The internet not only makes it possible to preserve memories, objects and ideas from the past in digital format, but also means these then become accessible to all. We meet Meg who is having her personal memories of the Second World War, which would otherwise have died with her, recorded for a heritage website. The Imperial War Museum in London is investing large sums of money to get their collections online, and discovering that there are unforeseen benefits to electronic archives. But with emails, digital photos and blogs replacing letters, photo albums and diaries, what are the implications for future historians? We visit an innocuous trailer-sized storage facility in California, which is the internet archive. This clip has subtitles available in Flash.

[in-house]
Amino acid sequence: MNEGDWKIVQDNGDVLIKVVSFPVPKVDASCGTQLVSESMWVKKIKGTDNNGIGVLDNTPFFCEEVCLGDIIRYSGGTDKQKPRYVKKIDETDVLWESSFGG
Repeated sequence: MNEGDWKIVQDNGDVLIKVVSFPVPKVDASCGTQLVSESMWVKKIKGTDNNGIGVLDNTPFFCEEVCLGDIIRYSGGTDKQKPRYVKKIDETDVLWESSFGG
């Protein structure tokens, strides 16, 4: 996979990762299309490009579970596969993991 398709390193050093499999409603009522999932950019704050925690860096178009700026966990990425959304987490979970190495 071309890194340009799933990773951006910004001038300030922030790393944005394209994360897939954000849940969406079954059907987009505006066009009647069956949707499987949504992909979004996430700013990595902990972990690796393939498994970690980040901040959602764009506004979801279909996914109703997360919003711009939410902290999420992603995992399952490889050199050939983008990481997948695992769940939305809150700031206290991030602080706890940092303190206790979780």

To prompt classroom discussion: Is it important to preserve the past for future generations? Why? How are digital media changing the world of museums and archiving? Should original items (books, letters, photos) still be kept in physical form, even after they have had digital copies made? Not everything can be kept, so who should decide what can be saved and what should be destroyed? Do you think about the information you put on social networking sites and how it can be archived? Does the new-found ease of producing an archive result in an invaluable diverse resource or is there scope for biased postings from members of particular interest groups? How will the historian of the future research life in 2010?
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